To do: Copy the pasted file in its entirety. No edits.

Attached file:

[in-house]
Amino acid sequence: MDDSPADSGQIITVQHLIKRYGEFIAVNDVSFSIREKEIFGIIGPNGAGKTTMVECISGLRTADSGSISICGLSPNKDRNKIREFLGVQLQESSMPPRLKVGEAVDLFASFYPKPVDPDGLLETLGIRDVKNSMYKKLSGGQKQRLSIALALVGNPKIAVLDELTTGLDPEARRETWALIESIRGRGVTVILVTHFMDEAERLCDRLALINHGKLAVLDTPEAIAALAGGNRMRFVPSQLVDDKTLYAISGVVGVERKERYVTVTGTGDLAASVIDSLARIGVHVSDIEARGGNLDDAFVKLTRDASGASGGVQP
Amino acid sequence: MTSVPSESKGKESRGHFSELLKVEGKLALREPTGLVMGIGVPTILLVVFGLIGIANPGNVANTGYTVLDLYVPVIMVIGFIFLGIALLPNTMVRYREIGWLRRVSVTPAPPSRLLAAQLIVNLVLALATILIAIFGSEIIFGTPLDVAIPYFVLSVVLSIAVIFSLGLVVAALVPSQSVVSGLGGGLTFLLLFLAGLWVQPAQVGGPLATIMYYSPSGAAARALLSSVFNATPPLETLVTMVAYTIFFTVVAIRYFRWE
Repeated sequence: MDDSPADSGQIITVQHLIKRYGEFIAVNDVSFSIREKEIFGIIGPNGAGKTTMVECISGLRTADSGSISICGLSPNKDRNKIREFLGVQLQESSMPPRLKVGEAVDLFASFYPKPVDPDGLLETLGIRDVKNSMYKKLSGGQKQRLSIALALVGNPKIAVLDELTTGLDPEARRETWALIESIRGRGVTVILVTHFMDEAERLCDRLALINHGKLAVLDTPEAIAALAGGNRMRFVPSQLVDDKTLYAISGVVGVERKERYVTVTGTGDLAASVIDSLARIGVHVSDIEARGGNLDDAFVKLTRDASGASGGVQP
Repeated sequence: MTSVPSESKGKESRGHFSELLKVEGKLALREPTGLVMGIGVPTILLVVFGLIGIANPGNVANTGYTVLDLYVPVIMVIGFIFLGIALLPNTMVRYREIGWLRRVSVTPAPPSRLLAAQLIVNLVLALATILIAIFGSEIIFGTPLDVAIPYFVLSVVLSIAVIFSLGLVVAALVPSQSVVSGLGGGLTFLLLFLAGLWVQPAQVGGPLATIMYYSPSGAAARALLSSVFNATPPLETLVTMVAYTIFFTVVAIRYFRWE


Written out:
[in-house]
Amino acid sequence: MDDSPADSGQIITVQHLIKRYGEFIAVNDVSFSIREKEIFGIIGPNGAGKTTMVECISGLRTADSGSISICGLSPNKDRNKIREFLGVQLQESSMPPRLKVGEAVDLFASFYPKPVDPDGLLETLGIRDVKNSMYKKLSGGQKQRLSIALALVGNPKIAVLDELTTGLDPEARRETWALIESIRGRGVTVILVTHFMDEAERLCDRLALINHGKLAVLDTPEAIAALAGGNRMRFVPSQLVDDKTLYAISGVVGVERKERYVTVTGTGDLAASVIDSLARIGVHVSDIEARGGNLDDAFVKLTRDASGASGGVQP
Amino acid sequence: MTSVPSESKGKESRGHFSELLKVEGKLALREPTGLVMGIGVPTILLVVFGLIGIANPGNVANTGYTVLDLYVPVIMVIGFIFLGIALLPNTMVRYREIGWLRRVSVTPAPPSRLLAAQLIVNLVLALATILIAIFGSEIIFGTPLDVAIPYFVLSVVLSIAVIFSLGLVVAALVPSQSVVSGLGGGLTFLLLFLAGLWVQPAQVGGPLATIMYYSPSGAAARALLSSVFNATPPLETLVTMVAYTIFFTVVAIRYFRWE
Repeated sequence: MDDSPADSGQIITVQHLIKRYGEFIAVNDVSFSIREKEIFGIIGPNGAGKTTMVECISGLRTADSGSISICGLSPNKDRNKIREFLGVQLQESSMPPRLKVGEAVDLFASFYPKPVDPDGLLETLGIRDVKNSMYKKLSGGQKQRLSIALALVGNPKIAVLDELTTGLDPEARRETWALIESIRGRGVTVILVTHFMDEAERLCDRLALINHGKLAVLDTPEAIAALAGGNRMRFVPSQLVDDKTLYAISGVVGVERKERYVTVTGTGDLAASVIDSLARIGVHVSDIEARGGNLDDAFVKLTRDASGASGGVQP
Repeated sequence: MTSVPSESKGKESRGHFSELLKVEGKLALREPTGLVMGIGVPTILLVVFGLIGIANPGNVANTGYTVLDLYVPVIMVIGFIFLGIALLPNTMVRYREIGWLRRVSVTPAPPSRLLAAQLIVNLVLALATILIAIFGSEIIFGTPLDVAIPYFVLSVVLSIAVIFSLGLVVAALVPSQSVVSGLGGGLTFLLLFLAGLWVQPAQVGGPLATIMYYSPSGAAARALLSSVFNATPPLETLVTMVAYTIFFTVVAIRYFRWE